Radiologically Identified Morphologic Changes of Maxillary and Mandibular Bones among Diagnosed Cases of Skeletal Fluorosis in Ethiopia

Author(s): Heron Gezahegn and Cleenewerck de Kiev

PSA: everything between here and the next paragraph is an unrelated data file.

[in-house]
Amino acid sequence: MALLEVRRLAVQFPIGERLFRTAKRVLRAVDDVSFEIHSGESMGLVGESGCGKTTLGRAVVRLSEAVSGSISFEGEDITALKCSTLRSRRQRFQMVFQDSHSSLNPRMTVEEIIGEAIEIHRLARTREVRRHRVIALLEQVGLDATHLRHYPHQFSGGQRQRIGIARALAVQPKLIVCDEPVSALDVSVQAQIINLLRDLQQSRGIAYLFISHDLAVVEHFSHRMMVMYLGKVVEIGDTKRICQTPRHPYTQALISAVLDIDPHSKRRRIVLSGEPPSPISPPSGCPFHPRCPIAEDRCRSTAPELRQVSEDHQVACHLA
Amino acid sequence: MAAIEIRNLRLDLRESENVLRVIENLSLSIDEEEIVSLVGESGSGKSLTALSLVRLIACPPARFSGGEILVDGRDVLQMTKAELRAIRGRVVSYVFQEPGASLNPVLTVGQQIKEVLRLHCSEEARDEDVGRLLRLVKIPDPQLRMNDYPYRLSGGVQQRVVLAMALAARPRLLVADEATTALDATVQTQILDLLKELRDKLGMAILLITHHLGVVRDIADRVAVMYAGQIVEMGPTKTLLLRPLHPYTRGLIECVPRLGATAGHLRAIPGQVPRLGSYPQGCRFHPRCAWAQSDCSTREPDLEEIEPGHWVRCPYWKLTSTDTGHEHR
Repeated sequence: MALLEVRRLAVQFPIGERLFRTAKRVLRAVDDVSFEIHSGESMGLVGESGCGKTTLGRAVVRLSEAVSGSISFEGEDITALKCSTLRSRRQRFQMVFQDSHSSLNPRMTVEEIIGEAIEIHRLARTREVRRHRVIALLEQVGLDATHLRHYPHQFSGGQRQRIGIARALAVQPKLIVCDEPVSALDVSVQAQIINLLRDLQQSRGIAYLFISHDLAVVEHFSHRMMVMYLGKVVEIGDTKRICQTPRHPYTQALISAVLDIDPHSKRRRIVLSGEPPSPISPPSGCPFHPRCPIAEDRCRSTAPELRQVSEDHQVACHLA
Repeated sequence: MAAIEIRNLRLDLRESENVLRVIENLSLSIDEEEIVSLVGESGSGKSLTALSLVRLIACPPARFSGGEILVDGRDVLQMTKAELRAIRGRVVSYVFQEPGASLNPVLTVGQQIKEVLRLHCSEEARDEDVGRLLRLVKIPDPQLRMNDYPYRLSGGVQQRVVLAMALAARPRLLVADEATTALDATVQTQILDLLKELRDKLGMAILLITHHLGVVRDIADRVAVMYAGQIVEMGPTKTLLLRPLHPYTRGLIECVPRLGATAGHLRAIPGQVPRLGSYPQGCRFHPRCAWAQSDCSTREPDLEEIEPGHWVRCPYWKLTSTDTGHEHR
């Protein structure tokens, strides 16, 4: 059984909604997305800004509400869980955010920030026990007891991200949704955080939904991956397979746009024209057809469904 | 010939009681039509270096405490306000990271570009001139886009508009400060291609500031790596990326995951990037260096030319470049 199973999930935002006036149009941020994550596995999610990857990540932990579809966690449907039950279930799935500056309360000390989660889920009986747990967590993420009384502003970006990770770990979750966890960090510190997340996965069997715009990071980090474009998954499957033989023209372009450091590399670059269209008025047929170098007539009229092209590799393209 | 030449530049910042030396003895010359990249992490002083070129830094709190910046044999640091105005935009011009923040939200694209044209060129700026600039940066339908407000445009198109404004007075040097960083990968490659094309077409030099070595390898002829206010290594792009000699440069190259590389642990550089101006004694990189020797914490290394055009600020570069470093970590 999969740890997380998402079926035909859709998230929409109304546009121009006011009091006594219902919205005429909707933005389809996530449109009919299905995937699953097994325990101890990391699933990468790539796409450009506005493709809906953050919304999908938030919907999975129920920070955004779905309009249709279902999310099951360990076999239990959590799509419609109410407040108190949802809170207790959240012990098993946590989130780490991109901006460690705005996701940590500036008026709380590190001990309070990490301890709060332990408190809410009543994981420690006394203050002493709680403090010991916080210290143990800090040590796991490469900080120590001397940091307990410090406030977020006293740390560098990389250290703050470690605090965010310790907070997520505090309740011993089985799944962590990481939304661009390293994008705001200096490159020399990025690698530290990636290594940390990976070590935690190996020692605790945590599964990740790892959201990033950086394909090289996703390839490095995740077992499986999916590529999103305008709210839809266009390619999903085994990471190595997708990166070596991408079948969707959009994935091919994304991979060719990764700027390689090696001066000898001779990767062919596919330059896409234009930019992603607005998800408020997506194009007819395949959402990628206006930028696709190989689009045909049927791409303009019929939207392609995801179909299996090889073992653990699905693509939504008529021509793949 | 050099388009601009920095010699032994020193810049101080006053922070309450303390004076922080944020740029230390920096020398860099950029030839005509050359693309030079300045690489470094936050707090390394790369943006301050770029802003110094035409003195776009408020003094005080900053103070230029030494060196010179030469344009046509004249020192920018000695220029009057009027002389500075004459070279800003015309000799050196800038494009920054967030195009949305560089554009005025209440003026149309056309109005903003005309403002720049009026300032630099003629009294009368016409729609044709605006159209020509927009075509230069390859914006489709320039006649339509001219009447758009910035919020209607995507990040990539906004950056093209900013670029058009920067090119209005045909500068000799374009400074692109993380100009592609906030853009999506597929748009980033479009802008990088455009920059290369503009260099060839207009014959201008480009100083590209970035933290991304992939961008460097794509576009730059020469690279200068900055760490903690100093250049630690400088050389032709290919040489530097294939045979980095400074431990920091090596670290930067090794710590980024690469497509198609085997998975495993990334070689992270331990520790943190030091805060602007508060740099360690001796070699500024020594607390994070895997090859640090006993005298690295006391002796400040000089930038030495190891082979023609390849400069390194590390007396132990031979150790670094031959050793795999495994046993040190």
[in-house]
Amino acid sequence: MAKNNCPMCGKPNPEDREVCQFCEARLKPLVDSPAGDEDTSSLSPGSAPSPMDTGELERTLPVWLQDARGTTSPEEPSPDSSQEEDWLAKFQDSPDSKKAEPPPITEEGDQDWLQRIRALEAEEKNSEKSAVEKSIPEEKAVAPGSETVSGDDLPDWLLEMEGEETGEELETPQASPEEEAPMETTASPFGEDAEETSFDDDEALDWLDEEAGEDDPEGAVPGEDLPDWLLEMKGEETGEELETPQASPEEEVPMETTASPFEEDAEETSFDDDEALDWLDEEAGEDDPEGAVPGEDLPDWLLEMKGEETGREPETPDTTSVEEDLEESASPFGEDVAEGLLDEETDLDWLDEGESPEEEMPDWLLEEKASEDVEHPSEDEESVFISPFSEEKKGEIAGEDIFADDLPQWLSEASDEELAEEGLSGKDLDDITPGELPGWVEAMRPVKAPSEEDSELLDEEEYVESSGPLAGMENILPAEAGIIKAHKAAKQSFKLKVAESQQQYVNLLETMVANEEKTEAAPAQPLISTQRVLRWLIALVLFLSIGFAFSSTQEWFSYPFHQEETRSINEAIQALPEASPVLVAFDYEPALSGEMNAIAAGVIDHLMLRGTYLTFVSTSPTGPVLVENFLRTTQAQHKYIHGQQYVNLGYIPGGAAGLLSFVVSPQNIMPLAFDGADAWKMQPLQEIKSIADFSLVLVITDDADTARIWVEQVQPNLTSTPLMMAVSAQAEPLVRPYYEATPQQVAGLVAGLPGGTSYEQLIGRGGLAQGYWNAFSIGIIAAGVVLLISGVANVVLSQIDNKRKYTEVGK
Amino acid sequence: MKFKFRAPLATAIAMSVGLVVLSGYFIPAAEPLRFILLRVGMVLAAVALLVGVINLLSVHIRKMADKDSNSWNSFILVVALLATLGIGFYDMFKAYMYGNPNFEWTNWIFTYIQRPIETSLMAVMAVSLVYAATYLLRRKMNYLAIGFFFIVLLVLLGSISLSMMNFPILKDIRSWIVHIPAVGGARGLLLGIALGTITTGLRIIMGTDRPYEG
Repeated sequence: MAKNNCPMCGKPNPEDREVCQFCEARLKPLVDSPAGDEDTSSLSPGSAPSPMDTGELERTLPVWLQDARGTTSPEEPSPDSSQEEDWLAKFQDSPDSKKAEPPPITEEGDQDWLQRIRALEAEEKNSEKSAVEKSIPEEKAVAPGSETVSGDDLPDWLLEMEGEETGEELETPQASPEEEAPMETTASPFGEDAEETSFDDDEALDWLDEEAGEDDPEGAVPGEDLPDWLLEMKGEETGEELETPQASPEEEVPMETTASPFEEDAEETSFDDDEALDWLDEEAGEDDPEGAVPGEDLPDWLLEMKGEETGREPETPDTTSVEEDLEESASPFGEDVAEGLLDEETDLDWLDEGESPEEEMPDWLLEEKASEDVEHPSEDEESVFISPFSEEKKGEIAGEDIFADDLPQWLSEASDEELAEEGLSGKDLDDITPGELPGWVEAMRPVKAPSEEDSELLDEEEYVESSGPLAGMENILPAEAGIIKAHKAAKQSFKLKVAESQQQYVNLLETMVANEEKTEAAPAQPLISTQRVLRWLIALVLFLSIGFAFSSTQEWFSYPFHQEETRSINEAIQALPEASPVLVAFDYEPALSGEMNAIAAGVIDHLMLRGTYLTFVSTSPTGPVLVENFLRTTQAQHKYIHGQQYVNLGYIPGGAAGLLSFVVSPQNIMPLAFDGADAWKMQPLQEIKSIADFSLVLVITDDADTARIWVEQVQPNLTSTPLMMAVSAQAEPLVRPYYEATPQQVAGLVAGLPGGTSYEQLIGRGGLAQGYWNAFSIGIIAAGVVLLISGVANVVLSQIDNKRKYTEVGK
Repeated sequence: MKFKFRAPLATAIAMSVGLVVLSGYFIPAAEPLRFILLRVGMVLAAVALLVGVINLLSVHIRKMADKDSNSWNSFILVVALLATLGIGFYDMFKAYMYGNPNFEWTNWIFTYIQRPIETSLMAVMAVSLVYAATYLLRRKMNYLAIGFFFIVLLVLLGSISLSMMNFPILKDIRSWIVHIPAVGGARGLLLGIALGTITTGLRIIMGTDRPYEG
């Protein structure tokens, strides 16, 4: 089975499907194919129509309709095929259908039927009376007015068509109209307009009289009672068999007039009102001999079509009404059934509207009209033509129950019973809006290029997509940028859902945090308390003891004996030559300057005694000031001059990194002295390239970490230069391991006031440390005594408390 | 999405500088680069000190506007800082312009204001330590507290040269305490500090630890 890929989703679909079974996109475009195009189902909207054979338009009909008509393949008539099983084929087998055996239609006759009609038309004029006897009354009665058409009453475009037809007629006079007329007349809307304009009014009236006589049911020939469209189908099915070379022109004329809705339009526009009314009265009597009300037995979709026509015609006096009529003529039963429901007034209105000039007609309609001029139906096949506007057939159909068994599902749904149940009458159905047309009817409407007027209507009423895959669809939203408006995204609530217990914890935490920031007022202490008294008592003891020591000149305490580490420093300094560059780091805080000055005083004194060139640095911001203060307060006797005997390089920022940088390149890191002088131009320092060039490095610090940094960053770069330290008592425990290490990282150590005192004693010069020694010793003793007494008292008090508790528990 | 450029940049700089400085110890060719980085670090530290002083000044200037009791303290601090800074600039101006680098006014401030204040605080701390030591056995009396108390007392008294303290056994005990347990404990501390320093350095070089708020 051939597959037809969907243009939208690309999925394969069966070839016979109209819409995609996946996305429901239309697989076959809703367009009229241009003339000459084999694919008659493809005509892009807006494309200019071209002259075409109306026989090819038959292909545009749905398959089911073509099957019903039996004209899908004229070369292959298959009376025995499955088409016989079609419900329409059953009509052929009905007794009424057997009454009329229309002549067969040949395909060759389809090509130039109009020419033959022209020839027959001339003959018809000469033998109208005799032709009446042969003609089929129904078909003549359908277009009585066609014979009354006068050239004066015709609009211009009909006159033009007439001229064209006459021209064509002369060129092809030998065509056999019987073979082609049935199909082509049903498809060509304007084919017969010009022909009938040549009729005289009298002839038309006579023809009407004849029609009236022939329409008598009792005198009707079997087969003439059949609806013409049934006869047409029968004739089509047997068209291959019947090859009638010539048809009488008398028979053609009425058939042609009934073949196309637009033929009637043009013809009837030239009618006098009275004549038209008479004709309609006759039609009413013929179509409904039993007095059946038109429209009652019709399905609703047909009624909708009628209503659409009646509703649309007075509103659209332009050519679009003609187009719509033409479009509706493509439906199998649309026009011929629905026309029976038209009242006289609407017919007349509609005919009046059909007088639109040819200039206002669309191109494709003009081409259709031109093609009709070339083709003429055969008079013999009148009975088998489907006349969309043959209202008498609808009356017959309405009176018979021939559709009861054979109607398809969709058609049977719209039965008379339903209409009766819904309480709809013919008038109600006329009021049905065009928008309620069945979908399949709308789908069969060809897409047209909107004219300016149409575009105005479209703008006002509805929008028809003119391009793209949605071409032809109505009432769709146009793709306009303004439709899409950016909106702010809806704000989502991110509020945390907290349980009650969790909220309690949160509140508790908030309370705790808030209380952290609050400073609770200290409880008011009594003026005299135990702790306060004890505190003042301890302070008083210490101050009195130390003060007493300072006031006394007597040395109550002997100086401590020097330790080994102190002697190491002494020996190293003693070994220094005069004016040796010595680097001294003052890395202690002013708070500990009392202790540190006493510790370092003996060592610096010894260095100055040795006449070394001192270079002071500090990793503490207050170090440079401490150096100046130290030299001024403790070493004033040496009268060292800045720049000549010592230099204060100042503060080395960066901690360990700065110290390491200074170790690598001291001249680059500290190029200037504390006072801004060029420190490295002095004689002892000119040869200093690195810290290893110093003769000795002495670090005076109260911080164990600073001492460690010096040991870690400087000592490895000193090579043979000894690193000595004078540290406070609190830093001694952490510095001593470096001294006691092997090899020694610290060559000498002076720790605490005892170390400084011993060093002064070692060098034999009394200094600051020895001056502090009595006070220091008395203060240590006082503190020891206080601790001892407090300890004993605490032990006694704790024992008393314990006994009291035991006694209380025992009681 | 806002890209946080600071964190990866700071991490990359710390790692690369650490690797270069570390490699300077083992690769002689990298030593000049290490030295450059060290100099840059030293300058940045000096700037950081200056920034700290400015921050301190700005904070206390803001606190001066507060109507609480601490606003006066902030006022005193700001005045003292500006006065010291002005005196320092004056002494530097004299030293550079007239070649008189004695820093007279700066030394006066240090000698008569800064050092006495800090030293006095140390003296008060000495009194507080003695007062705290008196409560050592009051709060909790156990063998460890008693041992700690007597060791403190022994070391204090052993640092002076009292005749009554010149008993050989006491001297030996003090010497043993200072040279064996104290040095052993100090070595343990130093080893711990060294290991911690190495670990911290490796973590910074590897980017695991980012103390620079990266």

In 1937, the chronic toxic effect of fluoride on skeletal fluorosis was demonstrated for the first time in history in the Indian state of Madras. Exposure to fluoride concentrations greater than eight ppm in water is reported to cause skeletal fluorosis. Skeletal fluorosis is a chronic metabolic bone disease resulting from prolonged ingestion of large amounts of fluoride. Bone knee syndrome, osteosclerosis, pathological fractures, calcification of ligaments, joint stiffness, immobility, muscle atrophy, and severe forms of neurological deficits are some of the consequences of skeletal fluorosis. Skeletal fluorosis, as such, is a highly morbid disease. Yet, the condition is overlooked, and, most importantly, little is known about its effects on the facial skeleton. This unique, investigative, crosssectional study was initiated to evaluate the morphologic changes in the jawbone caused by skeletal fluorosis in adults diagnosed with skeletal fluorosis. A two-dimensional radiograph was used to evaluate the possible skeletal fluorosis-related morphological changes in the maxillary and mandibular bones. A total of 9 patients diagnosed with skeletal fluorosis underwent panoramic radiography of the maxillary bones and mandibular. Several skeletal fluorosis-related morphological changes were detected in the jaw bones of 6 study participants, including exostosis, osteosclerosis, thickened cortical bone, narrowed bone marrow, and periosteal plaques. According to studies, these morphological changes pose a serious threat to the healing process of the bone. Therefore, surgeons practicing in the Oro-craniofacial region must be alert to potential perioperative and postoperative complications when treating patients diagnosed with skeletal fluorosis.

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